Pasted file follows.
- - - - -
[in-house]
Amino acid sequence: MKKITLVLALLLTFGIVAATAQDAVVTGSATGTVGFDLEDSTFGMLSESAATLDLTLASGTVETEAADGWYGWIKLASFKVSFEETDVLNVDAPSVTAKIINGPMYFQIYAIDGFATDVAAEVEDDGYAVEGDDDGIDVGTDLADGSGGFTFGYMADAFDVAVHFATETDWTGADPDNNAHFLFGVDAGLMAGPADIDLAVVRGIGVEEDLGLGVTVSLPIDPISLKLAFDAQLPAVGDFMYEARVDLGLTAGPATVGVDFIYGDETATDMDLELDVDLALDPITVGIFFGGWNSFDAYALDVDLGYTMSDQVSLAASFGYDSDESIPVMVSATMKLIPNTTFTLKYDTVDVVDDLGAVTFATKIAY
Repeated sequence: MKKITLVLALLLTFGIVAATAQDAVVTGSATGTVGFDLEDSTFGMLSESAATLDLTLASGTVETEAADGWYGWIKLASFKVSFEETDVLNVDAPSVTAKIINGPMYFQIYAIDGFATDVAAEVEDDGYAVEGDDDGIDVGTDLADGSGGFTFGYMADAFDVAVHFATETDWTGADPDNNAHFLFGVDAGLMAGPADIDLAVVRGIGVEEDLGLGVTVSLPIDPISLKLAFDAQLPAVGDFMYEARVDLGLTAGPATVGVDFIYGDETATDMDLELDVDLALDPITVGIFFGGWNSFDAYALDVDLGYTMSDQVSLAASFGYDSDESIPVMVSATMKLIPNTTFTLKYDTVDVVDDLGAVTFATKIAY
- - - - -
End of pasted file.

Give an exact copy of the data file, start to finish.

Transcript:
[in-house]
Amino acid sequence: MKKITLVLALLLTFGIVAATAQDAVVTGSATGTVGFDLEDSTFGMLSESAATLDLTLASGTVETEAADGWYGWIKLASFKVSFEETDVLNVDAPSVTAKIINGPMYFQIYAIDGFATDVAAEVEDDGYAVEGDDDGIDVGTDLADGSGGFTFGYMADAFDVAVHFATETDWTGADPDNNAHFLFGVDAGLMAGPADIDLAVVRGIGVEEDLGLGVTVSLPIDPISLKLAFDAQLPAVGDFMYEARVDLGLTAGPATVGVDFIYGDETATDMDLELDVDLALDPITVGIFFGGWNSFDAYALDVDLGYTMSDQVSLAASFGYDSDESIPVMVSATMKLIPNTTFTLKYDTVDVVDDLGAVTFATKIAY
Repeated sequence: MKKITLVLALLLTFGIVAATAQDAVVTGSATGTVGFDLEDSTFGMLSESAATLDLTLASGTVETEAADGWYGWIKLASFKVSFEETDVLNVDAPSVTAKIINGPMYFQIYAIDGFATDVAAEVEDDGYAVEGDDDGIDVGTDLADGSGGFTFGYMADAFDVAVHFATETDWTGADPDNNAHFLFGVDAGLMAGPADIDLAVVRGIGVEEDLGLGVTVSLPIDPISLKLAFDAQLPAVGDFMYEARVDLGLTAGPATVGVDFIYGDETATDMDLELDVDLALDPITVGIFFGGWNSFDAYALDVDLGYTMSDQVSLAASFGYDSDESIPVMVSATMKLIPNTTFTLKYDTVDVVDDLGAVTFATKIAY